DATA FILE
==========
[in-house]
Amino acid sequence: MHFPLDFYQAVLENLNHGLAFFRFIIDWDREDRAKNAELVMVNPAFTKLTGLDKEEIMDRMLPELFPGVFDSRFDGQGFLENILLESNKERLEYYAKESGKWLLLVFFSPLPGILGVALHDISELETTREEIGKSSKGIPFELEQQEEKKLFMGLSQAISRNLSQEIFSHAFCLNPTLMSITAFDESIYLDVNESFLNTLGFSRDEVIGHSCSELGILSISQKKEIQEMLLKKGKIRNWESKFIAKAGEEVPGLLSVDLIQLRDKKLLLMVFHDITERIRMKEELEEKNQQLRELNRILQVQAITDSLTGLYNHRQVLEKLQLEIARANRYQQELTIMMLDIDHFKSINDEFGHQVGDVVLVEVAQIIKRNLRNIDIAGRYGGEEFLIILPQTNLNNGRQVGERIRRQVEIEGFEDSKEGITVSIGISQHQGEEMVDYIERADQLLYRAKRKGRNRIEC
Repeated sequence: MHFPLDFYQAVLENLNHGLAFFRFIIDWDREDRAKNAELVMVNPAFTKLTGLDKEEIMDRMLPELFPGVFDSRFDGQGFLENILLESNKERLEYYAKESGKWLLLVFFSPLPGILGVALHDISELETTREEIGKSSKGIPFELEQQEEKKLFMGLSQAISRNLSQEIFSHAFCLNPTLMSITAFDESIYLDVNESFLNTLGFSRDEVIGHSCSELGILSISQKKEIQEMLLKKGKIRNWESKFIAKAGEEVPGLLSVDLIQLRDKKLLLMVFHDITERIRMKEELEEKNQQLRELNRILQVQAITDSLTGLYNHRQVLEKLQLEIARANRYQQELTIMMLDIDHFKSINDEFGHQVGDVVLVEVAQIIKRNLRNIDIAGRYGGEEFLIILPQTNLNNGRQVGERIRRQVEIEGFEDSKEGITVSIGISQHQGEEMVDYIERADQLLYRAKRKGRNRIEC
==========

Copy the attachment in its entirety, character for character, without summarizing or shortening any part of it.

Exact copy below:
[in-house]
Amino acid sequence: MHFPLDFYQAVLENLNHGLAFFRFIIDWDREDRAKNAELVMVNPAFTKLTGLDKEEIMDRMLPELFPGVFDSRFDGQGFLENILLESNKERLEYYAKESGKWLLLVFFSPLPGILGVALHDISELETTREEIGKSSKGIPFELEQQEEKKLFMGLSQAISRNLSQEIFSHAFCLNPTLMSITAFDESIYLDVNESFLNTLGFSRDEVIGHSCSELGILSISQKKEIQEMLLKKGKIRNWESKFIAKAGEEVPGLLSVDLIQLRDKKLLLMVFHDITERIRMKEELEEKNQQLRELNRILQVQAITDSLTGLYNHRQVLEKLQLEIARANRYQQELTIMMLDIDHFKSINDEFGHQVGDVVLVEVAQIIKRNLRNIDIAGRYGGEEFLIILPQTNLNNGRQVGERIRRQVEIEGFEDSKEGITVSIGISQHQGEEMVDYIERADQLLYRAKRKGRNRIEC
Repeated sequence: MHFPLDFYQAVLENLNHGLAFFRFIIDWDREDRAKNAELVMVNPAFTKLTGLDKEEIMDRMLPELFPGVFDSRFDGQGFLENILLESNKERLEYYAKESGKWLLLVFFSPLPGILGVALHDISELETTREEIGKSSKGIPFELEQQEEKKLFMGLSQAISRNLSQEIFSHAFCLNPTLMSITAFDESIYLDVNESFLNTLGFSRDEVIGHSCSELGILSISQKKEIQEMLLKKGKIRNWESKFIAKAGEEVPGLLSVDLIQLRDKKLLLMVFHDITERIRMKEELEEKNQQLRELNRILQVQAITDSLTGLYNHRQVLEKLQLEIARANRYQQELTIMMLDIDHFKSINDEFGHQVGDVVLVEVAQIIKRNLRNIDIAGRYGGEEFLIILPQTNLNNGRQVGERIRRQVEIEGFEDSKEGITVSIGISQHQGEEMVDYIERADQLLYRAKRKGRNRIEC